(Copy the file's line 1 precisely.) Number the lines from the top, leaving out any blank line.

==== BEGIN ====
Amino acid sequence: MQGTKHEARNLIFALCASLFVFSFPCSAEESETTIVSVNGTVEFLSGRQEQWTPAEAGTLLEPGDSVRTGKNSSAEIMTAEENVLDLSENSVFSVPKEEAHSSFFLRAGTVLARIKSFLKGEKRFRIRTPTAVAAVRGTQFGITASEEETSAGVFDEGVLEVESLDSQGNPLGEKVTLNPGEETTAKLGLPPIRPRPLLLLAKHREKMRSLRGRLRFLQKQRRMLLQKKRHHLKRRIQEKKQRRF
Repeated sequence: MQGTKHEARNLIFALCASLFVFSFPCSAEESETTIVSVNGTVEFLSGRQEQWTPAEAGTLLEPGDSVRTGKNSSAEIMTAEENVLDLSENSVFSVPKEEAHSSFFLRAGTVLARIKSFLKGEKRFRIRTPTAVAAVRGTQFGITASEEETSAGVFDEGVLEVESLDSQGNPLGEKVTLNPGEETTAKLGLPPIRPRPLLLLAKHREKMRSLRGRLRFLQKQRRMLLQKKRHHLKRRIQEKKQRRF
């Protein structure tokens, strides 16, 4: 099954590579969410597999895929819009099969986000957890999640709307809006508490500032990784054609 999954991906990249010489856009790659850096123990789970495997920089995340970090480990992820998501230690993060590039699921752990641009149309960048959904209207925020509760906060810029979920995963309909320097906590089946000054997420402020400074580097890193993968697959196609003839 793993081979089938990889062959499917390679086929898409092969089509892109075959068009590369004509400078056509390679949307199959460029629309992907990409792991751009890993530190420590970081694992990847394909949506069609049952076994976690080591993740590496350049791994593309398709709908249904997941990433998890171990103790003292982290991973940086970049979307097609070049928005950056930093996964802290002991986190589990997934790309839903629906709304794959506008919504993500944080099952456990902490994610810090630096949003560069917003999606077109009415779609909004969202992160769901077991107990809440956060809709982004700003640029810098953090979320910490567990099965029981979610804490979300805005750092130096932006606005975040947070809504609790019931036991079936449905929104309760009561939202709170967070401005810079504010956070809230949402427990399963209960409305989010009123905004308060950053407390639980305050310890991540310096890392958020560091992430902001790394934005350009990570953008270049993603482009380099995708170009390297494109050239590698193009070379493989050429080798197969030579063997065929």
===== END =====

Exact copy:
Amino acid sequence: MQGTKHEARNLIFALCASLFVFSFPCSAEESETTIVSVNGTVEFLSGRQEQWTPAEAGTLLEPGDSVRTGKNSSAEIMTAEENVLDLSENSVFSVPKEEAHSSFFLRAGTVLARIKSFLKGEKRFRIRTPTAVAAVRGTQFGITASEEETSAGVFDEGVLEVESLDSQGNPLGEKVTLNPGEETTAKLGLPPIRPRPLLLLAKHREKMRSLRGRLRFLQKQRRMLLQKKRHHLKRRIQEKKQRRF